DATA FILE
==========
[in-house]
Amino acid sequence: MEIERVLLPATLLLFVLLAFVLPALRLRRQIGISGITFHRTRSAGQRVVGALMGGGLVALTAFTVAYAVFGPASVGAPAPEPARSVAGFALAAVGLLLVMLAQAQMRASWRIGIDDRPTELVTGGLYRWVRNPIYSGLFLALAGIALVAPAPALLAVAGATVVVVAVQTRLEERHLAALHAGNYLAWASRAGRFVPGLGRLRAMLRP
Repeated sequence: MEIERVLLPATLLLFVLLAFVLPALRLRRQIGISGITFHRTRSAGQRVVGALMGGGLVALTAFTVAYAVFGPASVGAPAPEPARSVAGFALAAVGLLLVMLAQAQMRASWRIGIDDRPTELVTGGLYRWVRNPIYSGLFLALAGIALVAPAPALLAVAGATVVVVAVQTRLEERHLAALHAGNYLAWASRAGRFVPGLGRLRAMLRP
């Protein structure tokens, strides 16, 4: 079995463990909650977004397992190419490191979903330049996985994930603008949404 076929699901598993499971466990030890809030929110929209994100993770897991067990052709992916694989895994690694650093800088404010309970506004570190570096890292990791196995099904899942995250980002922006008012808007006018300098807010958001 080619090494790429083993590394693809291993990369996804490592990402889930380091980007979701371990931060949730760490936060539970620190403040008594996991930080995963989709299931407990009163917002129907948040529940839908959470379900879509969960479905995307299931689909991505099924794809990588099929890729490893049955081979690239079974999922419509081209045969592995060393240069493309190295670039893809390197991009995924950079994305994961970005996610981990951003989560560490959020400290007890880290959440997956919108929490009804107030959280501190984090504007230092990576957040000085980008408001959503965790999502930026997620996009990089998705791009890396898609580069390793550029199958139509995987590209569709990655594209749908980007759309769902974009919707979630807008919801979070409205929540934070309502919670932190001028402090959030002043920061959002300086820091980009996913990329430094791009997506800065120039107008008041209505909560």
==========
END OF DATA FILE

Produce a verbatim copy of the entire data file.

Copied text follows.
[in-house]
Amino acid sequence: MEIERVLLPATLLLFVLLAFVLPALRLRRQIGISGITFHRTRSAGQRVVGALMGGGLVALTAFTVAYAVFGPASVGAPAPEPARSVAGFALAAVGLLLVMLAQAQMRASWRIGIDDRPTELVTGGLYRWVRNPIYSGLFLALAGIALVAPAPALLAVAGATVVVVAVQTRLEERHLAALHAGNYLAWASRAGRFVPGLGRLRAMLRP
Repeated sequence: MEIERVLLPATLLLFVLLAFVLPALRLRRQIGISGITFHRTRSAGQRVVGALMGGGLVALTAFTVAYAVFGPASVGAPAPEPARSVAGFALAAVGLLLVMLAQAQMRASWRIGIDDRPTELVTGGLYRWVRNPIYSGLFLALAGIALVAPAPALLAVAGATVVVVAVQTRLEERHLAALHAGNYLAWASRAGRFVPGLGRLRAMLRP
């Protein structure tokens, strides 16, 4: 079995463990909650977004397992190419490191979903330049996985994930603008949404 076929699901598993499971466990030890809030929110929209994100993770897991067990052709992916694989895994690694650093800088404010309970506004570190570096890292990791196995099904899942995250980002922006008012808007006018300098807010958001 080619090494790429083993590394693809291993990369996804490592990402889930380091980007979701371990931060949730760490936060539970620190403040008594996991930080995963989709299931407990009163917002129907948040529940839908959470379900879509969960479905995307299931689909991505099924794809990588099929890729490893049955081979690239079974999922419509081209045969592995060393240069493309190295670039893809390197991009995924950079994305994961970005996610981990951003989560560490959020400290007890880290959440997956919108929490009804107030959280501190984090504007230092990576957040000085980008408001959503965790999502930026997620996009990089998705791009890396898609580069390793550029199958139509995987590209569709990655594209749908980007759309769902974009919707979630807008919801979070409205929540934070309502919670932190001028402090959030002043920061959002300086820091980009996913990329430094791009997506800065120039107008008041209505909560």